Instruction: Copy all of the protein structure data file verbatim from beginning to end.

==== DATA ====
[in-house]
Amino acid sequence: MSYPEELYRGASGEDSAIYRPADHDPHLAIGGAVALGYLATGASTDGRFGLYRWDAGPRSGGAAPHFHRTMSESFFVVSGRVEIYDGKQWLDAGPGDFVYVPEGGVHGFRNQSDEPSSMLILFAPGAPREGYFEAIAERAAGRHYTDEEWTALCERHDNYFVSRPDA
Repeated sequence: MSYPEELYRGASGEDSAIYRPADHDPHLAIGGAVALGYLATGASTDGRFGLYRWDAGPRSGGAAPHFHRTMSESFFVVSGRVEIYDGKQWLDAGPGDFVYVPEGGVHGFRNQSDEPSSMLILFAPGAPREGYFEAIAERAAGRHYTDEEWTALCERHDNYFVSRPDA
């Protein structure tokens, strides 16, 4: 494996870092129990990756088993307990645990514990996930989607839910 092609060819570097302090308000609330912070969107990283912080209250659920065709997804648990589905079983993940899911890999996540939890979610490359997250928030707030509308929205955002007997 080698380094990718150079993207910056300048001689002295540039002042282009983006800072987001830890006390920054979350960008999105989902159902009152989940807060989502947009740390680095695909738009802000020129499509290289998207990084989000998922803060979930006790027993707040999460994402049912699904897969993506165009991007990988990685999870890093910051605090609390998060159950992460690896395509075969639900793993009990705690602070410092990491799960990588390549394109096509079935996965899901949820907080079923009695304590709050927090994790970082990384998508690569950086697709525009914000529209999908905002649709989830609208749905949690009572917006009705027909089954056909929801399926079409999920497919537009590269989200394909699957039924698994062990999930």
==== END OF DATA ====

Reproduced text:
[in-house]
Amino acid sequence: MSYPEELYRGASGEDSAIYRPADHDPHLAIGGAVALGYLATGASTDGRFGLYRWDAGPRSGGAAPHFHRTMSESFFVVSGRVEIYDGKQWLDAGPGDFVYVPEGGVHGFRNQSDEPSSMLILFAPGAPREGYFEAIAERAAGRHYTDEEWTALCERHDNYFVSRPDA
Repeated sequence: MSYPEELYRGASGEDSAIYRPADHDPHLAIGGAVALGYLATGASTDGRFGLYRWDAGPRSGGAAPHFHRTMSESFFVVSGRVEIYDGKQWLDAGPGDFVYVPEGGVHGFRNQSDEPSSMLILFAPGAPREGYFEAIAERAAGRHYTDEEWTALCERHDNYFVSRPDA
């Protein structure tokens, strides 16, 4: 494996870092129990990756088993307990645990514990996930989607839910 092609060819570097302090308000609330912070969107990283912080209250659920065709997804648990589905079983993940899911890999996540939890979610490359997250928030707030509308929205955002007997 080698380094990718150079993207910056300048001689002295540039002042282009983006800072987001830890006390920054979350960008999105989902159902009152989940807060989502947009740390680095695909738009802000020129499509290289998207990084989000998922803060979930006790027993707040999460994402049912699904897969993506165009991007990988990685999870890093910051605090609390998060159950992460690896395509075969639900793993009990705690602070410092990491799960990588390549394109096509079935996965899901949820907080079923009695304590709050927090994790970082990384998508690569950086697709525009914000529209999908905002649709989830609208749905949690009572917006009705027909089954056909929801399926079409999920497919537009590269989200394909699957039924698994062990999930």